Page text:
After withdrawing to the Chateau Marmont, a passionless Hollywood actor reexamines his life when his eleven-year-old daughter surprises him with a visit.
That listless feeling when you've spent just a bit too much time in a hotel...
The car completes a few more laps than would be necessary if the point of the scene were traditionally expository if all Ms. Coppola wanted to convey was the fact that somebody […] was driving around in a circle. But what she is really saying is: pay attention; keep looking for longer than you think you need to; suspend your expectations and see what happens. What happens is something marvelous: a film that never raises its voice […] or panders to your emotions, but that nonetheless has the power to refresh your perceptions and deepen your sympathies. […] I am aware of spelling out themes that Ms. Coppola leaves unstated. But the waters of this film are not only still and deep but also bracingly clear, and the most remarkable thing about it may be how much it implies while saying so little. There is barely any quotable or memorable dialogue, and yet its images are so eloquent that they demand to be seen over and over again.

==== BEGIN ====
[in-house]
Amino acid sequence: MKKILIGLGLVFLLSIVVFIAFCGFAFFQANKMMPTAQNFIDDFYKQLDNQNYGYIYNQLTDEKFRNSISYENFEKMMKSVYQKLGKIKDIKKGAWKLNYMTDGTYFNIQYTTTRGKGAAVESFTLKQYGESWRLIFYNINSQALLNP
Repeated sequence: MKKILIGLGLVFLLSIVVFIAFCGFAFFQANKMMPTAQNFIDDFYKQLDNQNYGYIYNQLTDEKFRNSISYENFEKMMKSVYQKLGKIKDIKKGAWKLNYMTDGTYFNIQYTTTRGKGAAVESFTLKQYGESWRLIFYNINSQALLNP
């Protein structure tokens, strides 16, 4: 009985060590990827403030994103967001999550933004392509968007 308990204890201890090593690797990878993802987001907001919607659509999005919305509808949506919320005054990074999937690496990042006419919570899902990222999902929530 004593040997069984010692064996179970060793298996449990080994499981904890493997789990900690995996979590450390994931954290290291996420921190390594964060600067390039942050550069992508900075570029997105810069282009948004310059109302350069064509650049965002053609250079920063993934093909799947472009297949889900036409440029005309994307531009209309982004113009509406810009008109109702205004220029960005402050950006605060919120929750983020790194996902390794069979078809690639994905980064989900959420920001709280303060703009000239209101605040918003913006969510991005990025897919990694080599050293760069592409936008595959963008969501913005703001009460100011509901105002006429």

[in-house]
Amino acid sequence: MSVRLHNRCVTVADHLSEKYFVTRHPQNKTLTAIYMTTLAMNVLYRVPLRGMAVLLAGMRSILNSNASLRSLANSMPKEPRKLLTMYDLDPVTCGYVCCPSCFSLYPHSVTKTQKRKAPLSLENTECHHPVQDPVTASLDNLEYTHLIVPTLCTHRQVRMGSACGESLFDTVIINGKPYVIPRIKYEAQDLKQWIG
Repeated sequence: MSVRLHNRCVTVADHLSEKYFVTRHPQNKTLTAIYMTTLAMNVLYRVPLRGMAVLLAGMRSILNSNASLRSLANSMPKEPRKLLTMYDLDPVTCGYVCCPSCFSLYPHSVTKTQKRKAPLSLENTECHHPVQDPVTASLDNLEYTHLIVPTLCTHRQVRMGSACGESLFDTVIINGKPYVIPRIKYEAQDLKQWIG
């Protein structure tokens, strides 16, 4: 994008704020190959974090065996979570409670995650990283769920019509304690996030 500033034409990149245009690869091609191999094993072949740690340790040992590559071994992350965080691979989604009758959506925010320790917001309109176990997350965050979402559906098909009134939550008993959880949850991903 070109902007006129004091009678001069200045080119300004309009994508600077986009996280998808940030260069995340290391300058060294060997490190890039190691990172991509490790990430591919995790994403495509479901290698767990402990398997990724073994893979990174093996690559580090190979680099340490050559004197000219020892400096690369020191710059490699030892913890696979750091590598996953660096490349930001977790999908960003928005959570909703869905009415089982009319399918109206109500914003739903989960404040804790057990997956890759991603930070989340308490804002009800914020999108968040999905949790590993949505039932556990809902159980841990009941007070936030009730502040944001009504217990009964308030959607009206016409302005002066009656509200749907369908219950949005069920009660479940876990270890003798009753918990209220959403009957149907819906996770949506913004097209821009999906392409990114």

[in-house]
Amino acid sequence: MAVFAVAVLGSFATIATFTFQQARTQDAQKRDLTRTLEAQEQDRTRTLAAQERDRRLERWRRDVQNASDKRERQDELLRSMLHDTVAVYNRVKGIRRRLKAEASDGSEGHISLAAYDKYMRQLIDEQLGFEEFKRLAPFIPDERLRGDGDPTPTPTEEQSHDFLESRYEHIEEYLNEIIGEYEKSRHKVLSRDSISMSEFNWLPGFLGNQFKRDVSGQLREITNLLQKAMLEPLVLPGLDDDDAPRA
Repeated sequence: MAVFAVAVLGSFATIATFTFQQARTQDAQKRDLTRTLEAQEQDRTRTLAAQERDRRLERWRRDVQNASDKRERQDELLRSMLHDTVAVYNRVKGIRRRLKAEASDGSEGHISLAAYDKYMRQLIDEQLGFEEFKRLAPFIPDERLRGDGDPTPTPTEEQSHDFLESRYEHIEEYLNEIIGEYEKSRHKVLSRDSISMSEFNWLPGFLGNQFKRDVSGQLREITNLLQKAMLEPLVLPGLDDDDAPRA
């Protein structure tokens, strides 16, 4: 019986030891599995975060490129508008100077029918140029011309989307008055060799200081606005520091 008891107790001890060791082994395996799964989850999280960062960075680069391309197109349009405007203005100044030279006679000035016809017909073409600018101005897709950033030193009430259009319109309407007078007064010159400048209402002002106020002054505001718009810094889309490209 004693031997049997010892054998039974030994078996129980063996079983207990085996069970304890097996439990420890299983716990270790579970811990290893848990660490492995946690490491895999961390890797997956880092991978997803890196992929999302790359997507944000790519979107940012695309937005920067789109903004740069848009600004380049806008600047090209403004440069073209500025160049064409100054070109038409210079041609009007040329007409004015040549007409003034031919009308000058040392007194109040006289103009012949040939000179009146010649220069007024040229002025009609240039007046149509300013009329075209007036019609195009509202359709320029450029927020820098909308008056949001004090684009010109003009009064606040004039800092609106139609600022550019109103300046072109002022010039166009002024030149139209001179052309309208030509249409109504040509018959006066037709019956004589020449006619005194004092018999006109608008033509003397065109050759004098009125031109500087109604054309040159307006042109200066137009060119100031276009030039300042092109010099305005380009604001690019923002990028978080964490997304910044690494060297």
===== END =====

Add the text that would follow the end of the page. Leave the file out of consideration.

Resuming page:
— A. O. Scott (New York Times)
Coppola has absorbed the Italian avant-garde more completely than her father ever did, and has made a film about celebrity in the vein of Antonioni and Bertolucci, a film about Hollywood in which she turns her back on it, possibly forever.
Where are we? What is this empty, science-fiction-like space in which luxury goods and women who resemble them are ceaselessly rotated in front of our eyes? Oh, it’s Hollywood.
Coppola has a gift, I’ll even call it a genius, for devising individual filmic moments that transport and transform both the characters and the viewer. She’s the queen of fleeting brilliance, little glimpses of beauty and sadness and truth.
This is a movie about a father and daughter who are learning, however haltingly and briefly, to connect. As they do, there are lovely moments along the way, [but] t there’s no discernible trajectory that joins one epiphany to the next, making Johnny’s last-scene revelation—and his ambiguous final gesture—feel unearned and underwhelming.
— Dana Stevens (Slate)